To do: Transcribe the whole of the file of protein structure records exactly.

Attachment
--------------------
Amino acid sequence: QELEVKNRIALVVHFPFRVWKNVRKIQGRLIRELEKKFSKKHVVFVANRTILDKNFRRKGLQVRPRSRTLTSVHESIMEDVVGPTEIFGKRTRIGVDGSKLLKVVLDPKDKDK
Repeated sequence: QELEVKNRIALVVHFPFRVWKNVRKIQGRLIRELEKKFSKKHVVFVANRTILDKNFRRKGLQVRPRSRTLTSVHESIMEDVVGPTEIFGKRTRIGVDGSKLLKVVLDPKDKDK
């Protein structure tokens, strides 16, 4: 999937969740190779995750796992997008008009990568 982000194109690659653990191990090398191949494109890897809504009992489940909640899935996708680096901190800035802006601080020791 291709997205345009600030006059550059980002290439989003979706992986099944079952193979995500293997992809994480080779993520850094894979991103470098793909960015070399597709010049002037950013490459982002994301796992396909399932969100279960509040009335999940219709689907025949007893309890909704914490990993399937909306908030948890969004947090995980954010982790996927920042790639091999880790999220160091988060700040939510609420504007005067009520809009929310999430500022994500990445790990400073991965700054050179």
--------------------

Amino acid sequence: QELEVKNRIALVVHFPFRVWKNVRKIQGRLIRELEKKFSKKHVVFVANRTILDKNFRRKGLQVRPRSRTLTSVHESIMEDVVGPTEIFGKRTRIGVDGSKLLKVVLDPKDKDK
Repeated sequence: QELEVKNRIALVVHFPFRVWKNVRKIQGRLIRELEKKFSKKHVVFVANRTILDKNFRRKGLQVRPRSRTLTSVHESIMEDVVGPTEIFGKRTRIGVDGSKLLKVVLDPKDKDK
């Protein structure tokens, strides 16, 4: 999937969740190779995750796992997008008009990568 982000194109690659653990191990090398191949494109890897809504009992489940909640899935996708680096901190800035802006601080020791 291709997205345009600030006059550059980002290439989003979706992986099944079952193979995500293997992809994480080779993520850094894979991103470098793909960015070399597709010049002037950013490459982002994301796992396909399932969100279960509040009335999940219709689907025949007893309890909704914490990993399937909306908030948890969004947090995980954010982790996927920042790639091999880790999220160091988060700040939510609420504007005067009520809009929310999430500022994500990445790990400073991965700054050179």